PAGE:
To help with our limited length of day we are carrying out three routes across the island, starting from our base in Trearddur Bay, on the ‘Holy Island’ peninsula in the West, near Holyhead.
The Friday afternoon will see us gathering at one of the hotels, then taking a walk around the whole of Trearddur Bay, drinking in the winds, the crescent beach, the winter sea and whatever else the weather throws at us; in other words, being open to the ‘now’ – something at the heart of what the Silent Eye teaches. We do not visit ancient landscapes because we’re wedded to ancient times, we visit them because they are a beautiful part of our spiritual heritage. We may never penetrate to the heart of their mysteries, but that doesn’t matter. What matters is our presence, with an open intent to be present in these spaces in a way that invites something greater than the little group who huddle from the wind and rain!
And it works… every time. Ask those who have been our guests and who are not Companions in the School, they’ll tell you how magical things can get.
Friday will end well. We know that for a fact, because there will be good food and a little wine; but not too much. We don’t want to spoil the big day.
Saturday 2nd of December – the big day. We’ll meet at the hotel, hopefully collecting one of our Companions who can only join us by rail and for the day. We’ll then set off for South Stack and the Neolithic village next to it. If you’ve been there, you’ll know how spectacular this place is, as the CADW photograph here shows.
There are four hundred steps down the huge cliffs to get to the RSPB bird sanctuary on the old lighthouse island. As long as it’s not icy (we won’t go if it is) the descent is well worth the climb back… but I have to convince the others that this is the case… I am reliably told that there is a new, all-year cafe at the bottom, so I’m hoping that swings it, as there are no facilities at the top!
We will emerge, whole and triumphant, to visit the Neolithic remains, which are spectacular. You get a real sense of being in an ancient village in this place, perched on the edge of the wild seas.
Then it’s on to Presaddfed burial chamber, one of the best on the island. These two neolithic structures, once covered by a mound of rocks or earth, were part of ancient communal life. They were used for burial but not exclusively so. The latest archaeological findings indicate that their greater function was to be a physical and spiritual centre of a community in which the consciousness of the whole was much more central to life than we know it, today.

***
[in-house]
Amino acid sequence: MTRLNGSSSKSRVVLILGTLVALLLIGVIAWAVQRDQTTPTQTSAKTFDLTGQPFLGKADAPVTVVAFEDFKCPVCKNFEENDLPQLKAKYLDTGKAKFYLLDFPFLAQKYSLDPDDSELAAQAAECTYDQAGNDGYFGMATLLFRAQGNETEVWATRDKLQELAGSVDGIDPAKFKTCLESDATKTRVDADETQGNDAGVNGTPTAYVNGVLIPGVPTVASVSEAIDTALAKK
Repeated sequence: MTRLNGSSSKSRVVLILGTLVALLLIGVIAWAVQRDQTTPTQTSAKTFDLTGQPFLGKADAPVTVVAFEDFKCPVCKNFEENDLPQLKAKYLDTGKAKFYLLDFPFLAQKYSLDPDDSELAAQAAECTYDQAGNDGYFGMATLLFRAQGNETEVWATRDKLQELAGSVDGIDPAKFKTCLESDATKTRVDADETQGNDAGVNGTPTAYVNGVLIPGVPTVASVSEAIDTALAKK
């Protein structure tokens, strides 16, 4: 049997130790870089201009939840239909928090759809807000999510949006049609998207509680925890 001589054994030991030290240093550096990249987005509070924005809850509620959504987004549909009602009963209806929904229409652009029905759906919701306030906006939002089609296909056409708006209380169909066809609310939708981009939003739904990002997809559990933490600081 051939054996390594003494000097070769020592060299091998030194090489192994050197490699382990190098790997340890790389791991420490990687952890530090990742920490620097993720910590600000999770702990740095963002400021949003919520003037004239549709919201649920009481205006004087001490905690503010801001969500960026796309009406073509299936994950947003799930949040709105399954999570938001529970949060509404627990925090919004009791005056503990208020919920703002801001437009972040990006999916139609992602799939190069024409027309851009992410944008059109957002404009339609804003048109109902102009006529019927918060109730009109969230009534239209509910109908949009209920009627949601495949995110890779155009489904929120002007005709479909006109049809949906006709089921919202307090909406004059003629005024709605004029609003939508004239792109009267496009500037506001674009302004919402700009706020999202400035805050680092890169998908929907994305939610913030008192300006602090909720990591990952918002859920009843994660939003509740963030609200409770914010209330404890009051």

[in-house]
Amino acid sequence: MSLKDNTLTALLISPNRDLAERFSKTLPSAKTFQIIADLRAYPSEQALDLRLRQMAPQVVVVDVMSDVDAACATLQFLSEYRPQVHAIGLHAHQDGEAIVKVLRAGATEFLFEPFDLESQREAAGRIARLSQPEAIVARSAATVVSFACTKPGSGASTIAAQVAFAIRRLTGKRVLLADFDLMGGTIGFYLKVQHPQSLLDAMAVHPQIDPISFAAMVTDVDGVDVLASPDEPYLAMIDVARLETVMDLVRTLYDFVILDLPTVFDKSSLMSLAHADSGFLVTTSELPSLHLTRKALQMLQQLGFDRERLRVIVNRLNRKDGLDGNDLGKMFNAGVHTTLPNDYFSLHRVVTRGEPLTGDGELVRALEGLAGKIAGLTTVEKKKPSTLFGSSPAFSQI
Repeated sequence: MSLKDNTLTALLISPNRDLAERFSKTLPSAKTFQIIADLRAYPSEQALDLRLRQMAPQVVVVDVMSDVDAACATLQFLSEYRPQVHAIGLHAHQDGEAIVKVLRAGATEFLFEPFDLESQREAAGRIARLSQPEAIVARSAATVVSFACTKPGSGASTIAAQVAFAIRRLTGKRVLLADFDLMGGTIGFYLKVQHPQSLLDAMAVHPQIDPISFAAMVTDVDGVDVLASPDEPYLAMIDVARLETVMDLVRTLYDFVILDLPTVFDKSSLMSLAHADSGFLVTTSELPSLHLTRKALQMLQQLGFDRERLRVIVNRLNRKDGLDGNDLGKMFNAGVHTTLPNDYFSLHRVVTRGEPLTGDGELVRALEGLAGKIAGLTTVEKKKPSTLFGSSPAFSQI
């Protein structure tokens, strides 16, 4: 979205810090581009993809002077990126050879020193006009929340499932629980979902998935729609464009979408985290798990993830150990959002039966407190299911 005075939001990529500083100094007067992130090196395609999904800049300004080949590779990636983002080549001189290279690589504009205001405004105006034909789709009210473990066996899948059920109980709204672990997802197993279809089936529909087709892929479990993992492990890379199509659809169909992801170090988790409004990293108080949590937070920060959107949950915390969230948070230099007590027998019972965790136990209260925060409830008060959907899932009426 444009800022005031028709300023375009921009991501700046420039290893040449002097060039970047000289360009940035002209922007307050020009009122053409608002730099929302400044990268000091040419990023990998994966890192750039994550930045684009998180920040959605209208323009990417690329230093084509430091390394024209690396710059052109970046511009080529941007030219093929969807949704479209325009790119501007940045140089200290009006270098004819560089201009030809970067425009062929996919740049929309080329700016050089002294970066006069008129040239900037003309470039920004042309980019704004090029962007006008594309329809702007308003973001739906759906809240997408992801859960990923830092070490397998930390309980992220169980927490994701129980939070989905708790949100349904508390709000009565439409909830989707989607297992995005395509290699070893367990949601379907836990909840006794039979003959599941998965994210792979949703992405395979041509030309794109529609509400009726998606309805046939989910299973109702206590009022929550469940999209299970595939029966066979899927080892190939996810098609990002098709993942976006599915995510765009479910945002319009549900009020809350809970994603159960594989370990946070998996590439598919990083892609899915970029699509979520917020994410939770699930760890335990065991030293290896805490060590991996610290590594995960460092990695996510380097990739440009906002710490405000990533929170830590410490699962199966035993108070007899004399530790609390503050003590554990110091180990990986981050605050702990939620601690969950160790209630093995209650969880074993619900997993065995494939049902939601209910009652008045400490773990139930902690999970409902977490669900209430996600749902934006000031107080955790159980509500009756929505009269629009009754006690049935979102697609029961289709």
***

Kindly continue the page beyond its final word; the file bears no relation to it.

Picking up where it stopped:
Our lunch will be taken in Rhosneigr, a busy and friendly surfing resort on the edge of RAF Valley’s runways. Here we will recharge our batteries before each selecting a pebble from the adjacent beach; a pebble we will invest with meaning to be used at the close of the light at the ancient Druid lake of Llyn Carrig Bach, the site from which the famed Anglesey Hoard was recovered in 1943, during the initial construction of the airfield at RAF Valley.
Before that, we will travel to the region of Aberffraw, once one of the three most important locations in ancient Britain, to scramble over the cliff path to find Barclodiad y Gawres – a large burial chamber in a spectacular location. The monument is currently undergoing restoration, but its main features are clearly visible through the protective grill erected to keep us out. Private viewings may be made, but not, sadly, during the days of our visit.
Above: Barclodiad y Gawres clifftop burial chamber
We will then adjourn to the comfort of the Oyster Catcher Cafe set in the lovely sand dunes of Rhosneigr to review the day, do some personal readings, and await the coming of twilight – our cue to drive the ten miles to the once-sacred lake of Llyn Carrig Bach to make mystical and personal use of the pebbles we will have been carrying since lunch.
We will make our way back to the cars by torchlight, then drive in silence to Trearddur Bay for our main social evening with good food, wine and company.